Answer: Ease into it so you will stay with it. It took me years to run six miles. At first, I had trouble regulating my breath. I choose to exercise an hour a day because I love it and that feels right for me. You may feel energized by doing 20 minutes of something aerobic, and that is great. Walking counts. Quite a few of my friends have those counters that tell you how much you have walked in a day. They feel good when they meet their desired goal. It is all about feeling good. I like to challenge myself now and then by adding something new to my routine. A new yoga class or bicycle route helps keep it interesting. At the gym, I never do things in the same order. I always mix it up.
Question: If you listen to music when you work out, what music helps you get through your workouts?
Answer: I have a playlist that I created on iTunes and being able to shuffle the songs help keep it fresh. I like upbeat, energetic music for my workouts and have an eclectic mix of artists on my playlist, like Stevie Wonder, Adele, U2, Lady Gaga, Dixie Chicks, KT Tunstall and the Rolling Stones.
Question: Working as an actress living in Los Angeles, do you feel there is more added pressure to stay fit being in the public eye?
Answer: Oh, there definitely is without question. Having said that, it is an interesting time in the industry. A few of our popular female talents are not thin. It is more widely talked about and accepted in the media. I’m thrilled to see real women with real bodies on television and in films. I gained some weight in my late 20’s/early 30’s, and my manager sat me down after a casting director commented on my weight gain and said, “You can be a character actress or a leading lady. It is your choice.” He took me to a sushi restaurant and an Italian restaurant and taught me how to order healthy choices. That is a good manager. I lost weight and booked my first soap opera. As I age, I’m aware of the need of staying youthful looking as young as possible. I’m not going to have surgery to do that. Exercise and the latest and greatest facial creams are essential!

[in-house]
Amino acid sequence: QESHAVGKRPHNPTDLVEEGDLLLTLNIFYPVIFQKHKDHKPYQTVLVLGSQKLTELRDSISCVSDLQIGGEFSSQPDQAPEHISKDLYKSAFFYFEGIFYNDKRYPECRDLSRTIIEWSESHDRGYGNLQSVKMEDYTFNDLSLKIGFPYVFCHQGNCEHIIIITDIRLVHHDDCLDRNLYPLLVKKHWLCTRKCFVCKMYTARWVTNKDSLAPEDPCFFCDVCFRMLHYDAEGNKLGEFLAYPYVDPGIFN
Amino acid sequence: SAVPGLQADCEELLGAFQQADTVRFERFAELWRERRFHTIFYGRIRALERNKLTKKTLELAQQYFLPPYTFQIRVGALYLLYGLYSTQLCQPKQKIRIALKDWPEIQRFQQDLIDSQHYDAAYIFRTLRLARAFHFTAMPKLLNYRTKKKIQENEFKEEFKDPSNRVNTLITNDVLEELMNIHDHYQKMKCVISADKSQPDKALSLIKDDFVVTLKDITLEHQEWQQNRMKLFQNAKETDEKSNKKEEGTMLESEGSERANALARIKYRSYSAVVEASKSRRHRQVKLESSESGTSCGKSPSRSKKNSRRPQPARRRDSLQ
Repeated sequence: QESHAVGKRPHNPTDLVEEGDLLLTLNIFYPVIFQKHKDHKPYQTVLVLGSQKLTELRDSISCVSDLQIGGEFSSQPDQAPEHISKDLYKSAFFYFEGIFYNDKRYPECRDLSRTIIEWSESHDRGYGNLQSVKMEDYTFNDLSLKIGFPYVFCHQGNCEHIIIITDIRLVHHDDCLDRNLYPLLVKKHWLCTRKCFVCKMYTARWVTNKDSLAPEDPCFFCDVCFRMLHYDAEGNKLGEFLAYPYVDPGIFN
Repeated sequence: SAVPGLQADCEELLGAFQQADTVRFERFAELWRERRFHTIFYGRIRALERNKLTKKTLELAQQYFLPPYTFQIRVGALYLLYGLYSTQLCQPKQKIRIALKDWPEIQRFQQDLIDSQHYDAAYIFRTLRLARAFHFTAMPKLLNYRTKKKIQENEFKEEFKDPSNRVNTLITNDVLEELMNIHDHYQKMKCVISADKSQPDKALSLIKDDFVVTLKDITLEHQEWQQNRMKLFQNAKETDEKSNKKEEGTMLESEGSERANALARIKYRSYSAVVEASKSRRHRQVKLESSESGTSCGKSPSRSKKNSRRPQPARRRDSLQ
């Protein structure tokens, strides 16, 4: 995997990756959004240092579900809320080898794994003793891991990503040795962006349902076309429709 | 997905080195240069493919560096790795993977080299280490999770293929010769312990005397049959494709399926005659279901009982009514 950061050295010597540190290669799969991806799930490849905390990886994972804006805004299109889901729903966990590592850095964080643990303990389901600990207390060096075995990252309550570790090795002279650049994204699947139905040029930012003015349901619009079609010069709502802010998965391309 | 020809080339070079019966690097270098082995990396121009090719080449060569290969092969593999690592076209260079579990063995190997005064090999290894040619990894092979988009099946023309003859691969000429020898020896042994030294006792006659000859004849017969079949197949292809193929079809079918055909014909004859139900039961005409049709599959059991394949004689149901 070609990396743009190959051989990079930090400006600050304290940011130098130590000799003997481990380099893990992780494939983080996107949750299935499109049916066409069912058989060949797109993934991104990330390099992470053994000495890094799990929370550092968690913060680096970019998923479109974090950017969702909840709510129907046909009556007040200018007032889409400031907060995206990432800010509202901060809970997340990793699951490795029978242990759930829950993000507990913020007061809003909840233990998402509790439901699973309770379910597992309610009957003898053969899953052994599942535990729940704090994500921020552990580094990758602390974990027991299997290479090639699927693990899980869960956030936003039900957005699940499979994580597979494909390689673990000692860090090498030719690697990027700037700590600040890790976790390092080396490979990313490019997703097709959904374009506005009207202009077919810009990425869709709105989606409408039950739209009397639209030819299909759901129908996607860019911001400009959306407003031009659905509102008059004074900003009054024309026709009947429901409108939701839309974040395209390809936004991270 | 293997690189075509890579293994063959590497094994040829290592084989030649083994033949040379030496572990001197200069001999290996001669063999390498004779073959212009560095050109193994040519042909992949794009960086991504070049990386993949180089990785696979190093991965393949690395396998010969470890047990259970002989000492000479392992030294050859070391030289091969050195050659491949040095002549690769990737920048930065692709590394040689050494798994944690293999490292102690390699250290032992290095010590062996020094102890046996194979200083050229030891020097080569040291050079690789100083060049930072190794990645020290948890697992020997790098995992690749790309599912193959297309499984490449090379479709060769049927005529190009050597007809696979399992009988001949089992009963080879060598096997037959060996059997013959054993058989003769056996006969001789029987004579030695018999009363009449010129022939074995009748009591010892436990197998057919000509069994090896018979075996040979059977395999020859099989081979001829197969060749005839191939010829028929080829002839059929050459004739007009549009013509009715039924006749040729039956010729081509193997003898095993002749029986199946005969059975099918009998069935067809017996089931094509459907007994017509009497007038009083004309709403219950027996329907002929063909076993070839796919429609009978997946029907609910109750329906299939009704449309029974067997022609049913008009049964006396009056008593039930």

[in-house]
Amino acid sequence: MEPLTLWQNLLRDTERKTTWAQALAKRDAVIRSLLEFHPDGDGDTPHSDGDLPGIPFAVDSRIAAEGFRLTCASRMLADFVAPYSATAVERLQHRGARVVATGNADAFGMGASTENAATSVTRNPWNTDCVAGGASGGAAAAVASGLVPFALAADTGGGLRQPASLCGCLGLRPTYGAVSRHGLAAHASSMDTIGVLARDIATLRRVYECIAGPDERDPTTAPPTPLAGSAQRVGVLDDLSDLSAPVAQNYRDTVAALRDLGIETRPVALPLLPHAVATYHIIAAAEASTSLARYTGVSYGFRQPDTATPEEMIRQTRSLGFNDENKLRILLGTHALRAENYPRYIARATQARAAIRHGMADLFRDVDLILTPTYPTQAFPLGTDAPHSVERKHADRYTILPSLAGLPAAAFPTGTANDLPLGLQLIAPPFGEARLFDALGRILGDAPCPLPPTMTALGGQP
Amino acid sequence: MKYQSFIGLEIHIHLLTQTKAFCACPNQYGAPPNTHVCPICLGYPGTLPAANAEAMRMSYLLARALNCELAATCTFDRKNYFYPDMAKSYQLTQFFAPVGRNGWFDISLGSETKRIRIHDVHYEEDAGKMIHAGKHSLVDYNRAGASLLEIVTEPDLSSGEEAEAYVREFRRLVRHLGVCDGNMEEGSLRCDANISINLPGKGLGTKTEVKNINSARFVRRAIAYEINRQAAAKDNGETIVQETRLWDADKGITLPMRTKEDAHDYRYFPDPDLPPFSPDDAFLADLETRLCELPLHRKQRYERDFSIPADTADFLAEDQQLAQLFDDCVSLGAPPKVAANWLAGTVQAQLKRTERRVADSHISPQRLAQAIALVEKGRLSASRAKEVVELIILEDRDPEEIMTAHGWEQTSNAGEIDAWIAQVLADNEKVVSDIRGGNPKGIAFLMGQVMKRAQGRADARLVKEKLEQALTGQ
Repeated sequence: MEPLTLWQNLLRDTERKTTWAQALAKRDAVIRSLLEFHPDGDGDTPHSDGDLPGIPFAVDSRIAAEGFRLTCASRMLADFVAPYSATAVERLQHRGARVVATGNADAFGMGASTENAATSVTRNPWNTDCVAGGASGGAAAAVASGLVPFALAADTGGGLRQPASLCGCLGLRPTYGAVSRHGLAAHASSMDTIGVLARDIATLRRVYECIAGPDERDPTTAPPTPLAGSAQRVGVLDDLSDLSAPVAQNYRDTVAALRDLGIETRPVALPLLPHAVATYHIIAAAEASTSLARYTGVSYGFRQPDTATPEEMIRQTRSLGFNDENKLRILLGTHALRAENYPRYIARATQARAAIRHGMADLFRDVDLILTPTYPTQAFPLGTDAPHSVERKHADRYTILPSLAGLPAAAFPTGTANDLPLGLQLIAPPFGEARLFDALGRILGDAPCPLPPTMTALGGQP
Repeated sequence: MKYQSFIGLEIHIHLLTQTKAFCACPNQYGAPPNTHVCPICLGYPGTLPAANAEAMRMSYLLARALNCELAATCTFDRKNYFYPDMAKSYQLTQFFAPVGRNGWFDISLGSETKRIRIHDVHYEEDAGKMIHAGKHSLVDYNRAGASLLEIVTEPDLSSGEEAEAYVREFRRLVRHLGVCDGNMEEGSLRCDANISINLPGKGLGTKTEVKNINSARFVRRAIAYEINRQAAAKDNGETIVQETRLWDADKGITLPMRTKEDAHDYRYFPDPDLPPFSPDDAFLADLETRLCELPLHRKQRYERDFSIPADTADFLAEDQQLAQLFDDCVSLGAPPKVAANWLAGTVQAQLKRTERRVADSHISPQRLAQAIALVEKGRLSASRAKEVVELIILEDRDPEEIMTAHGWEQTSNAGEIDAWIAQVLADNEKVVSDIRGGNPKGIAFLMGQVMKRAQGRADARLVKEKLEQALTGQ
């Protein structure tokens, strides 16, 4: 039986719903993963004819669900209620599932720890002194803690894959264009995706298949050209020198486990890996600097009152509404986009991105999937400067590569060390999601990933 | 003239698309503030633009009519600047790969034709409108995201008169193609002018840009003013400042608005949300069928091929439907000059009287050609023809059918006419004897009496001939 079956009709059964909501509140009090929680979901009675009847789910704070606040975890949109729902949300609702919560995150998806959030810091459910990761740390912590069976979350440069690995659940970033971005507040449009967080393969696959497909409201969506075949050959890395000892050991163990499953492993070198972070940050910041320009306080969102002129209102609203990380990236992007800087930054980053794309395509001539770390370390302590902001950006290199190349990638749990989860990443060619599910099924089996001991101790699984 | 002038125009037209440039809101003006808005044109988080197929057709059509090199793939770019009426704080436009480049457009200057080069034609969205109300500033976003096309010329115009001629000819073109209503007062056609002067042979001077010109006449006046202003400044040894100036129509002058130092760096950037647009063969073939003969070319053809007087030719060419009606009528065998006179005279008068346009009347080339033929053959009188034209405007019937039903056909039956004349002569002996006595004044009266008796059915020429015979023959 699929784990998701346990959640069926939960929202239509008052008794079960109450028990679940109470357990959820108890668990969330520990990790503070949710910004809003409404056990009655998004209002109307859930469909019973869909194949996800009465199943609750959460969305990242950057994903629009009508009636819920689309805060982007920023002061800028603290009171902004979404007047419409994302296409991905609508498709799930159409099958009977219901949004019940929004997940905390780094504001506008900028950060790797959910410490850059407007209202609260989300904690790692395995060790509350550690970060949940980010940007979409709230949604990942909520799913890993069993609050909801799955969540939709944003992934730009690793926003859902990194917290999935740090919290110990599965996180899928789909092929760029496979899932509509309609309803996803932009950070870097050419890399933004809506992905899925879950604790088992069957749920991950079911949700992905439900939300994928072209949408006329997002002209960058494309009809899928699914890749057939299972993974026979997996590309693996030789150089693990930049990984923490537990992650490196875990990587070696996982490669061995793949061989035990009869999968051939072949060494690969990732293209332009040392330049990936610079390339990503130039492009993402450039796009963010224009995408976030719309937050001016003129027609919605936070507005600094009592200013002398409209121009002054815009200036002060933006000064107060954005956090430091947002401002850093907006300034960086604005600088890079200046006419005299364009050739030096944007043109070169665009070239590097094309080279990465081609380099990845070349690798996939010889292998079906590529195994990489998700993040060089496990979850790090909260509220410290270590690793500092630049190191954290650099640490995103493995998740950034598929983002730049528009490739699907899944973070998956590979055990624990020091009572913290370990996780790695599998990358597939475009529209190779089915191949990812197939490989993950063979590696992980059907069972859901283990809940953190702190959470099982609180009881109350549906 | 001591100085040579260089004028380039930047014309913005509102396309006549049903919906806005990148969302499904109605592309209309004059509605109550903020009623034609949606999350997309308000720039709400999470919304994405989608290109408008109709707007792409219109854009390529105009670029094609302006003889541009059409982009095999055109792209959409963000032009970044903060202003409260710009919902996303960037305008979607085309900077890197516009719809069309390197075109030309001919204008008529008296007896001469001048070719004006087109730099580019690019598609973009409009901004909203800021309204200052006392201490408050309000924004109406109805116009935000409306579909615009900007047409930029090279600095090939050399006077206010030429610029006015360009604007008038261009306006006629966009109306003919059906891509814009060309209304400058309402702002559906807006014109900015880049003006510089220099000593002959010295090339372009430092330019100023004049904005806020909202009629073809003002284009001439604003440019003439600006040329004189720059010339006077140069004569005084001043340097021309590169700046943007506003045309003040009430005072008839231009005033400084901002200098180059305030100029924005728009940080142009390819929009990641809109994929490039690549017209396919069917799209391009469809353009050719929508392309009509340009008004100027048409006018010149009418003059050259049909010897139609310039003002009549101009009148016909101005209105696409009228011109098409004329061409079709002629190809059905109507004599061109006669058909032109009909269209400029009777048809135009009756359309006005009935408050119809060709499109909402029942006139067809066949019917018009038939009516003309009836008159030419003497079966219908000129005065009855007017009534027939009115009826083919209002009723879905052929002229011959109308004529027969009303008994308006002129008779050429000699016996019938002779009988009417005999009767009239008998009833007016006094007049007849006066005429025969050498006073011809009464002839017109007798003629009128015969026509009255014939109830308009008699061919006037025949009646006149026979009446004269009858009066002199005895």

Question: What is your guilty pleasure when it comes to food?
Answer: I love Mexican food and margaritas! I also love the occasional cheeseburger with French fries.
Question: Do you follow a certain diet?
Answer: My diet is my awareness of what’s good for me. I know what fuel is best for my body and, fortunately, I like those foods. I enjoy Salmon, vegetables (especially the green ones), salads, fruits, yogurt, nuts, grass-fed beef, chicken, rice, and eggs. I love bread, but I curb that impulse as much as possible. Whole wheat is the better choice. And one or two bites of dessert are plenty.
Question: How important is nutrition to you?
Answer: Very. What we put in our bodies either hurts or helps us function. Food is fuel. It can give us energy or bog us down. I like to feel uplifted and energized.
Question: What do you know you should change about your diet?
Answer: I should not drink so much red wine. I get tired if I let too many hours go between meals. So making sure I have the right snack foods available is essential. Snacks like Apples, grapes, bananas, oranges, raisins, a Kind bar, raw nuts, and Kamut/rice cakes with almond butter and a swirl of honey.
Question: What is your diet advice and why?
Answer: Listen to your body. If you listen, it will tell you what it needs. Make sure that you are not going hungry because that is when you will tend to overeat. Make good choices that fuel you and allow you to put your best foot forward. Your diet affects your mind and spirit. Eat well. I prefer real butter to margarine or soy alternatives. I do not drink soda. Maybe a ginger ale once every four to six months to soothe an aching tummy, but as a rule, I do not drink anything with sugar added. I do not use sugar alternatives. I love plain iced tea and bubbly water with lemon. Become aware of what you are putting into your body and how it affects you. If you want to pick up some good reading on food and diet, check out anything written by Michael Pollan. He has a new book out called, Cooked. Food Rules is one of my favorites.
Question: Finding balance is so important, especially for the life of an actress, what do you do to keep up work/life balance considering being readily available for auditions, last-minute bookings, traveling and sometimes working crazy production hours?
Answer: I’m good to myself. I don’t stress myself out if I can’t find the time to exercise for a few days. I trust that I’m in good shape, and it’s not all going to just disappear overnight. I’ve worked out regularly for over 30 years so I give myself a break. I’ll stretch and do some yoga in my hotel room or dressing room, and meditate to help me relax.
Question: What do you do to relieve stress?
Answer: I take Epsom salt and Lavender bubble baths. I meditate. I listen to quiet music. I tend to my organic vegetable garden in the spring and summer. I go to the gym or ride my bicycle. I paint or read a good book. I found a great technique called the Tapping solution. There are some good videos about it on YouTube and a great new book by Jack Canfield and Pamela Bruner called, Tapping Into Ultimate Success.